It’s a age-old question that seems to go round and round – is the reading hard because of attention problems or is it hard to pay attention because the reading is hard? For those of you who closely follow research, you probably know that there’s a high overlap between the symptoms of ADHD and reading disability (15-40% in research studies) and both are highly heritable.
A welcome addition to this area is a paper from Canada looking at the effect of medication for ADHD vs. different types of reading intervention for students age 7-11 years. The study had 65 students and was not powered to look at individual reading interventions (Phonological Analysis and Blending or Word Identification) or a control intervention (General Cognitive and Academic Strategy Training – including organization and metacognition), but could look at the general question of academic vs. medical intervention and its effect on reading performance. The reading interventions involved small group (2-3 students) pull out instruction of 35 hours over the course of 10 weeks. The medical group received twice a day methylphenidate with a 2-3 week titration phase.
MEDICATION: BENEFIT on teacher ratings of Hyperactivity-Impulsivity, but not Inattentiveness. BENEFIT on parent ratings of oppositional behavior.
NO BENEFIT on reading measures (word attack, word identification, keywords or test of transfer, and reading comprehension).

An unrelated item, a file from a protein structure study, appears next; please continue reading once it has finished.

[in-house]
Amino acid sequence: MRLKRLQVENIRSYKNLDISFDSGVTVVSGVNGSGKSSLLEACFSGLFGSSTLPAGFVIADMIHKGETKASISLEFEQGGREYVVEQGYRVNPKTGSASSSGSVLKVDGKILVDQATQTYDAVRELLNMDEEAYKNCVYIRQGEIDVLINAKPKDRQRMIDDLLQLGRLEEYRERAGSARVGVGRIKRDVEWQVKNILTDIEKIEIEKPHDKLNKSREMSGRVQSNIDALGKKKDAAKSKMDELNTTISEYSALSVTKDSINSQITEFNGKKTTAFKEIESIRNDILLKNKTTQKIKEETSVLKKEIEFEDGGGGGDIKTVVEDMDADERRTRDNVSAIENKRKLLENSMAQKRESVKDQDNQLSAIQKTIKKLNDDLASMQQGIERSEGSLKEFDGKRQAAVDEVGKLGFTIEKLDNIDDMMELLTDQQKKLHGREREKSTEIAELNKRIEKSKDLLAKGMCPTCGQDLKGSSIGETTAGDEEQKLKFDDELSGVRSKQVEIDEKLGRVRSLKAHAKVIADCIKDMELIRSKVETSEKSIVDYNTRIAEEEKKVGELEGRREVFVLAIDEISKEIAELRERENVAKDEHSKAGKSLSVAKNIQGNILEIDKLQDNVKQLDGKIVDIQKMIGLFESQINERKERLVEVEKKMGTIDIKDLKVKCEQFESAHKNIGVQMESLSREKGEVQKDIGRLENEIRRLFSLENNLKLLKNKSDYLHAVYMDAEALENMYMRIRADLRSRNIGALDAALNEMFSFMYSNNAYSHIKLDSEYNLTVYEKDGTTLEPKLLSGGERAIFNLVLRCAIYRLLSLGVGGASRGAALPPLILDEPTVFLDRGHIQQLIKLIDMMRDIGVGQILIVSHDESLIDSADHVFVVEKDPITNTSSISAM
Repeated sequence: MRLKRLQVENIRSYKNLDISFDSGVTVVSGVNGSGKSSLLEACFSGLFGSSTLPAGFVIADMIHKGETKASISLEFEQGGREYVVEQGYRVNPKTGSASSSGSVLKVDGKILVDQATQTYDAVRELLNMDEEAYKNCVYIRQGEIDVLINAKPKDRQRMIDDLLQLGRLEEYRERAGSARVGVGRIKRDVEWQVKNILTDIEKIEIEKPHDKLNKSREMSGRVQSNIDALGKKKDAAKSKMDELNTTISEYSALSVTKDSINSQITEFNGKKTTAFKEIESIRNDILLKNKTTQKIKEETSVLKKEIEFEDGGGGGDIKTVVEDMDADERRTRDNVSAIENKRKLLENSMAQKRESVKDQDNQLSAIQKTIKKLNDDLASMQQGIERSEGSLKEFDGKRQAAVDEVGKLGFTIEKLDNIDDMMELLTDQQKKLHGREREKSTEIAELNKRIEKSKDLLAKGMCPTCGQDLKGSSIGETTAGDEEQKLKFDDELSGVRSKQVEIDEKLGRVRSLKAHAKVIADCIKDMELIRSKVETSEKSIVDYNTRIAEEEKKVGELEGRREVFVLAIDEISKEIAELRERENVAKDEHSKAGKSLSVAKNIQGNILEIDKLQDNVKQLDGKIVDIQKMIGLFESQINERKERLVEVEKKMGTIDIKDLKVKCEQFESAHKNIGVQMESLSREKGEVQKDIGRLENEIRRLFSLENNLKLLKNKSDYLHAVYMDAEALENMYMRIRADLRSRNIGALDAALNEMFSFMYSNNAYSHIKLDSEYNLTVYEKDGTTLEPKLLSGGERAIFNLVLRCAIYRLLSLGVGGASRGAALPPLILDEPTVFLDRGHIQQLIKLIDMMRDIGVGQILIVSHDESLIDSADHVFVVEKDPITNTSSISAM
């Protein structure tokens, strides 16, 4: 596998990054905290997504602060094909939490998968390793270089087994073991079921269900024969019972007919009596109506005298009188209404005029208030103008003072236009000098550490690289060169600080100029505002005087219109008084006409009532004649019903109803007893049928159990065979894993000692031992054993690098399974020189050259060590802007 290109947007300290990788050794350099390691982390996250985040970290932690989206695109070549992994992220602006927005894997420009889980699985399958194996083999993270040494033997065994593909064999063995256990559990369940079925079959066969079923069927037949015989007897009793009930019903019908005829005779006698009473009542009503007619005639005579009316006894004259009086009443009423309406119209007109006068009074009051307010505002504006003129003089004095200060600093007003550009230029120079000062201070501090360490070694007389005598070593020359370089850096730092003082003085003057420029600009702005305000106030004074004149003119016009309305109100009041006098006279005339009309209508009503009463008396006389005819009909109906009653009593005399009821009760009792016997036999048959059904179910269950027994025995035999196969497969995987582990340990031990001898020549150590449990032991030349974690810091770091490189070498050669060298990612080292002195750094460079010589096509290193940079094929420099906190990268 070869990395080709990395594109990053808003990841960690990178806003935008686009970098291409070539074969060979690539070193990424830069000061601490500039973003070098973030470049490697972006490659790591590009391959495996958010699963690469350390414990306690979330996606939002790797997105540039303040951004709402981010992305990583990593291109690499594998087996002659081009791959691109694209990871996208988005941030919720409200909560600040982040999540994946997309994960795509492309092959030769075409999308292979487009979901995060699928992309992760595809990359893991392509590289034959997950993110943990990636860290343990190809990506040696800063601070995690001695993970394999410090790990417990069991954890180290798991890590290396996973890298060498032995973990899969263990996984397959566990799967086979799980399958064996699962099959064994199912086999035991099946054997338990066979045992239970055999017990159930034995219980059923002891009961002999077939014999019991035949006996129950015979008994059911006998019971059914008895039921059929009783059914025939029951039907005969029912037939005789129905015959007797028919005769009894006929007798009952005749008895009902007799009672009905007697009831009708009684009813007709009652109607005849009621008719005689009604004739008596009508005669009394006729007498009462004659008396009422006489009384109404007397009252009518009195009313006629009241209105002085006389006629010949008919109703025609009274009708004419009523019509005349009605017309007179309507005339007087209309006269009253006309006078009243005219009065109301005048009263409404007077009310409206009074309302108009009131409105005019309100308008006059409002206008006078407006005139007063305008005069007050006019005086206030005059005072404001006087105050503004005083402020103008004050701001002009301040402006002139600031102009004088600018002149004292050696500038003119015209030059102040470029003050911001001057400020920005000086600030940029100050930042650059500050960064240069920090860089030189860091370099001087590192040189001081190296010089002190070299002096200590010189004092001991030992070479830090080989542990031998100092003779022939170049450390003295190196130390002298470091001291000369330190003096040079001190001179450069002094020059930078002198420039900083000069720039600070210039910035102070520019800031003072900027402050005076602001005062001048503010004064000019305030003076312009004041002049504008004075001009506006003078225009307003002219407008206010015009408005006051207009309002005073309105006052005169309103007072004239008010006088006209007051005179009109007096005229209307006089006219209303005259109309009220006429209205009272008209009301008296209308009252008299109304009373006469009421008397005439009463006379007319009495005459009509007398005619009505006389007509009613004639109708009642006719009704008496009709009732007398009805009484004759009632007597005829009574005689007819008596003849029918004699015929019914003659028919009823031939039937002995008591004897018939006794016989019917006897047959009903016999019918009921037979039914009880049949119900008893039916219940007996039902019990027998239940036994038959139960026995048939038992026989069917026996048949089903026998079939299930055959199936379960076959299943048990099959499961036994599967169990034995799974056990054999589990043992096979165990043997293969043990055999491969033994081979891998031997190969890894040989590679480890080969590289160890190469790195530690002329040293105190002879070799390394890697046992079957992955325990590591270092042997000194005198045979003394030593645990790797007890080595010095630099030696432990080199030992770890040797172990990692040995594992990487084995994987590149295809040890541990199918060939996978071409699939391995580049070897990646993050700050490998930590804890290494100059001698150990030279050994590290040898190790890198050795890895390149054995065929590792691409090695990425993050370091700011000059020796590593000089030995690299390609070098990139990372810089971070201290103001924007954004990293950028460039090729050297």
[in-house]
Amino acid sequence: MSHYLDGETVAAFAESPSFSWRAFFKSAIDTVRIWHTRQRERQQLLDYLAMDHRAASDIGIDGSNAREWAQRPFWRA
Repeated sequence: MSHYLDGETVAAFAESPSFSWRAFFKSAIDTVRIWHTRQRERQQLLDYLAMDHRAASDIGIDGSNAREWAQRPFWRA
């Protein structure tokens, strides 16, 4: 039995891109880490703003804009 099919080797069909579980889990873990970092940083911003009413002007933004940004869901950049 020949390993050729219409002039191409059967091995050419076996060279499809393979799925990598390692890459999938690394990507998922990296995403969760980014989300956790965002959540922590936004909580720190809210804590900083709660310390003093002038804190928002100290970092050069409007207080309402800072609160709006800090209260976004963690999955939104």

READING / ACADEMIC INTERVENTION: BENEFIT on parent ratings of Hyperactivity-Impulsivity for students receiving Phonological Analysis and Blending Intervention. BENEFIT on reading measures (word attack, keywords or test of transfer, and reading comprehension).
What about the effects of both medication + academic intervention? Data may be preliminary because of the small sample sizes between groups, but there were signs of increased benefit for both MPH + academic intervention, at least for the Phonological and Word Identification groups. The General Cognitive strategy group + MPH showed benefits for Arithmetic.
“Overall, our main findings show that (a) stimulant medication is effective in improving (but not normalizing) some behavioral symptoms of ADHD in children with ADHD + RD, but it was not as effective as a stand-alone treatment in improving reading ability in the absence of concurrent reading remediation; and (b) intense reading remediation (in programs that emphasize phonological or word identification strategy training) had substantial beneficial effects on reading abilities in children with comorbid ADHD + RD, but scores were not normalized. Also we found that intense academic instruction also improved ADHD symptoms to some extent, as reported by parents, regardless of medication treatment…our findings suggest that intensive academic remediation may also contribute to improved behavior in elementary school-aged children with a clinical diagnosis of ADHD + RD.”
Clearly more research needs to be done, but the data have important practical implications. Regardless if ADHD students are on medication, if significant reading disability persists, they should receive appropriate reading intervention and their problems should not be simply attributed to ADHD.